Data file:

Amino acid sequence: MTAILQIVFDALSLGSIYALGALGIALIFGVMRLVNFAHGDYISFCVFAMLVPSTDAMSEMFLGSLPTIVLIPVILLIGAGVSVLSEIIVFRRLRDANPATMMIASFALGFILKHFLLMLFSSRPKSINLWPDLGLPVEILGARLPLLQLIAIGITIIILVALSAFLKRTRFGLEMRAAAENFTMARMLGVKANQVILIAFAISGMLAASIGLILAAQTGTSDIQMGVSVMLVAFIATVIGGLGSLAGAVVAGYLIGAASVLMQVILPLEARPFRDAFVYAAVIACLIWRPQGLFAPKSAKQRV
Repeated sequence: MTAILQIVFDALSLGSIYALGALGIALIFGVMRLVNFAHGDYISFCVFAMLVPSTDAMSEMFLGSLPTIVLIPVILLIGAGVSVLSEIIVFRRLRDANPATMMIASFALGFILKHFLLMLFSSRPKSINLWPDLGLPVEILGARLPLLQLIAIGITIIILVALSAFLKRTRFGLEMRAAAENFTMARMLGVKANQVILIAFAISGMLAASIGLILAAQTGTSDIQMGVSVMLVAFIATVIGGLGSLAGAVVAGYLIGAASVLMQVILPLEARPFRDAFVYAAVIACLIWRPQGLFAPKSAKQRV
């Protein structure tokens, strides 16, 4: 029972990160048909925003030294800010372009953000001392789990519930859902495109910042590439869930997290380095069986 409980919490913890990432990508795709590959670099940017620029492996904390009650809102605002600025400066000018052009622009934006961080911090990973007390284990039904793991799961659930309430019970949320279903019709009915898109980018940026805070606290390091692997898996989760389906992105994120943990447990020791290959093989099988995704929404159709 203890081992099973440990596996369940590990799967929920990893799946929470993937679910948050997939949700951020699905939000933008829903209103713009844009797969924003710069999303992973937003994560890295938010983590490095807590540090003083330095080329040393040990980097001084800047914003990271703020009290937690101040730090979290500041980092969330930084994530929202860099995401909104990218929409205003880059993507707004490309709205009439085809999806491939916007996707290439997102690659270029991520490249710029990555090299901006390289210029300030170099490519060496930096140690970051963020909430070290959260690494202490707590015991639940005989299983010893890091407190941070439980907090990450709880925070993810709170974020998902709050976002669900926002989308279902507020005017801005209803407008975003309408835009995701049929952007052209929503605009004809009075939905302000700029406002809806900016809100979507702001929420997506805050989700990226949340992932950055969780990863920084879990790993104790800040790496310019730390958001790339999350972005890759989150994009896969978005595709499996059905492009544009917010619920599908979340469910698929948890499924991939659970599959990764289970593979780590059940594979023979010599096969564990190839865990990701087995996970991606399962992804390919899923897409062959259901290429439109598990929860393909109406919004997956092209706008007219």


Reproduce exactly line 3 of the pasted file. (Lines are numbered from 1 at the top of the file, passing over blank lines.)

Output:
């Protein structure tokens, strides 16, 4: 029972990160048909925003030294800010372009953000001392789990519930859902495109910042590439869930997290380095069986 409980919490913890990432990508795709590959670099940017620029492996904390009650809102605002600025400066000018052009622009934006961080911090990973007390284990039904793991799961659930309430019970949320279903019709009915898109980018940026805070606290390091692997898996989760389906992105994120943990447990020791290959093989099988995704929404159709 203890081992099973440990596996369940590990799967929920990893799946929470993937679910948050997939949700951020699905939000933008829903209103713009844009797969924003710069999303992973937003994560890295938010983590490095807590540090003083330095080329040393040990980097001084800047914003990271703020009290937690101040730090979290500041980092969330930084994530929202860099995401909104990218929409205003880059993507707004490309709205009439085809999806491939916007996707290439997102690659270029991520490249710029990555090299901006390289210029300030170099490519060496930096140690970051963020909430070290959260690494202490707590015991639940005989299983010893890091407190941070439980907090990450709880925070993810709170974020998902709050976002669900926002989308279902507020005017801005209803407008975003309408835009995701049929952007052209929503605009004809009075939905302000700029406002809806900016809100979507702001929420997506805050989700990226949340992932950055969780990863920084879990790993104790800040790496310019730390958001790339999350972005890759989150994009896969978005595709499996059905492009544009917010619920599908979340469910698929948890499924991939659970599959990764289970593979780590059940594979023979010599096969564990190839865990990701087995996970991606399962992804390919899923897409062959259901290429439109598990929860393909109406919004997956092209706008007219």